Paget Disease of the Breast
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- Rare disease of the nipple-areola complex (NAC) typically associated with underlying in situ or invasive carcinoma
- Characterized by eczematous changes of the nipple, erythema, ulceration, crusting, bleeding, and/or itching
- Divided into three categories (1)
- Paget disease of the nipple without ductal carcinoma in situ (DCIS)
- Paget disease of the nipple with associated DCIS in the underlying lactiferous ducts of the NAC
- Paget disease of the nipple with associated DCIS in the underlying lactiferous ducts of the NAC and associated DCIS or invasive breast cancer elsewhere in the breast at least 2 cm from the NAC
- System(s) affected: skin/exocrine
- 1–3% of breast cancers in females (2)
- 0.4% of invasive female breast cancer (3)
- Incidence of Paget disease of the breast has been decreasing since 1988, despite an increased incidence of breast cancer (4,5).
- Median age at diagnosis = 64 years (5)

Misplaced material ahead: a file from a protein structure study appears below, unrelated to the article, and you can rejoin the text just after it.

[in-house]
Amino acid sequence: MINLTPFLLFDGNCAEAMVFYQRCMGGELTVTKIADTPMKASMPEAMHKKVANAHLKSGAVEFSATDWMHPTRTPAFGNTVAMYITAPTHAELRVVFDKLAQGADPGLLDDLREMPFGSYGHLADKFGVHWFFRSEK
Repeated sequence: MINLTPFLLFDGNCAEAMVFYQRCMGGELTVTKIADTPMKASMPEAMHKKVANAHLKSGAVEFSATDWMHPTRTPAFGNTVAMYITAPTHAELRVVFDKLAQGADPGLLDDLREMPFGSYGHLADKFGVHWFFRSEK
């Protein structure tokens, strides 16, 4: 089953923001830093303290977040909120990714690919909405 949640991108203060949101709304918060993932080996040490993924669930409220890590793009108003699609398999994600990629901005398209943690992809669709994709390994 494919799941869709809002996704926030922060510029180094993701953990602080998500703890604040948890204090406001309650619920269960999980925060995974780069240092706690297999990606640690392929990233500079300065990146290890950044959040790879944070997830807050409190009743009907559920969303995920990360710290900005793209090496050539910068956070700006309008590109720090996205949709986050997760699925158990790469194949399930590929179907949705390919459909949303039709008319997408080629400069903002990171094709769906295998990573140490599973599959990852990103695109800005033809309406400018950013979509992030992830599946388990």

- Extremely uncommon in males but prognosis is worse in men (6)
<1% of population
Etiology and Pathophysiology
- Cause is unknown, but risk factors for Paget disease are similar to those for developing breast cancer in general (see below).
- Epidermotropic theory
- Transformation theory (not favored)
- Same risk factors apply as for noninherited breast cancers.
- Female gender
- Age >40 years
- Previous breast cancer
- Benign breast disease (atypical ductal/lobular hyperplasia, fibroadenoma, sclerosing adenosis, intraductal papilloma)
- First-degree relative with history of breast cancer
- Menarche <12 years of age
- Menopause >50 years of age
- Nulliparity or first child after age 34 years
- History of ionizing radiation exposure
- History of alcohol abuse
- Hormone replacement
- Excess weight gain
Commonly Associated Conditions
- Largest study, using surveillance, epidemiology, and end results (SEER) data representing 1,763 women with confirmed Paget disease, reports an underlying in situ or invasive breast cancer in 87% of patients, although there is often no associated breast mass or mammographic abnormality (5).
- The underlying carcinomas are multifocal/multicentric in 32–41% of patients (2)[B].